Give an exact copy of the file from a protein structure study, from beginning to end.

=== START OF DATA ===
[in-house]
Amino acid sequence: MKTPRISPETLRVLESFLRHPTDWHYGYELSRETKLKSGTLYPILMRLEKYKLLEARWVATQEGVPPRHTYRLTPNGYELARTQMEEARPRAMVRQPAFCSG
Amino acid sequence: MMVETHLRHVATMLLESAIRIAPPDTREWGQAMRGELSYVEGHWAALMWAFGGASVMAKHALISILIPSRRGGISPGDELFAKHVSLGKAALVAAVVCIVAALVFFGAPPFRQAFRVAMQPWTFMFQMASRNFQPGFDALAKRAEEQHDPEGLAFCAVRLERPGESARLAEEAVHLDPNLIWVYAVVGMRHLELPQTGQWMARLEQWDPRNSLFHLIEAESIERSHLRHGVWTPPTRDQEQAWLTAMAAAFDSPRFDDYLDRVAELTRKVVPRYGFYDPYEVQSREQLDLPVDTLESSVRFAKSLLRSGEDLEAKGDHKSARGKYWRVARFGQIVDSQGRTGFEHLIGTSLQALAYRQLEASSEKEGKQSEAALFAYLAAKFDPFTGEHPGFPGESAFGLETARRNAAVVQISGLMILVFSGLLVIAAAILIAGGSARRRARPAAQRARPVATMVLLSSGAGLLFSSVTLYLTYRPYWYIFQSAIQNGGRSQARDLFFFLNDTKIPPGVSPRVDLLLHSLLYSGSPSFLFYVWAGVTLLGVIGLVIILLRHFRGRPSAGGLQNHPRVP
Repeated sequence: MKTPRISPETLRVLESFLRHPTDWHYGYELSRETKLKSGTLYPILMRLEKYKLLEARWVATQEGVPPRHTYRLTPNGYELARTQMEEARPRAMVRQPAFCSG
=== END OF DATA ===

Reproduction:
[in-house]
Amino acid sequence: MKTPRISPETLRVLESFLRHPTDWHYGYELSRETKLKSGTLYPILMRLEKYKLLEARWVATQEGVPPRHTYRLTPNGYELARTQMEEARPRAMVRQPAFCSG
Amino acid sequence: MMVETHLRHVATMLLESAIRIAPPDTREWGQAMRGELSYVEGHWAALMWAFGGASVMAKHALISILIPSRRGGISPGDELFAKHVSLGKAALVAAVVCIVAALVFFGAPPFRQAFRVAMQPWTFMFQMASRNFQPGFDALAKRAEEQHDPEGLAFCAVRLERPGESARLAEEAVHLDPNLIWVYAVVGMRHLELPQTGQWMARLEQWDPRNSLFHLIEAESIERSHLRHGVWTPPTRDQEQAWLTAMAAAFDSPRFDDYLDRVAELTRKVVPRYGFYDPYEVQSREQLDLPVDTLESSVRFAKSLLRSGEDLEAKGDHKSARGKYWRVARFGQIVDSQGRTGFEHLIGTSLQALAYRQLEASSEKEGKQSEAALFAYLAAKFDPFTGEHPGFPGESAFGLETARRNAAVVQISGLMILVFSGLLVIAAAILIAGGSARRRARPAAQRARPVATMVLLSSGAGLLFSSVTLYLTYRPYWYIFQSAIQNGGRSQARDLFFFLNDTKIPPGVSPRVDLLLHSLLYSGSPSFLFYVWAGVTLLGVIGLVIILLRHFRGRPSAGGLQNHPRVP
Repeated sequence: MKTPRISPETLRVLESFLRHPTDWHYGYELSRETKLKSGTLYPILMRLEKYKLLEARWVATQEGVPPRHTYRLTPNGYELARTQMEEARPRAMVRQPAFCSG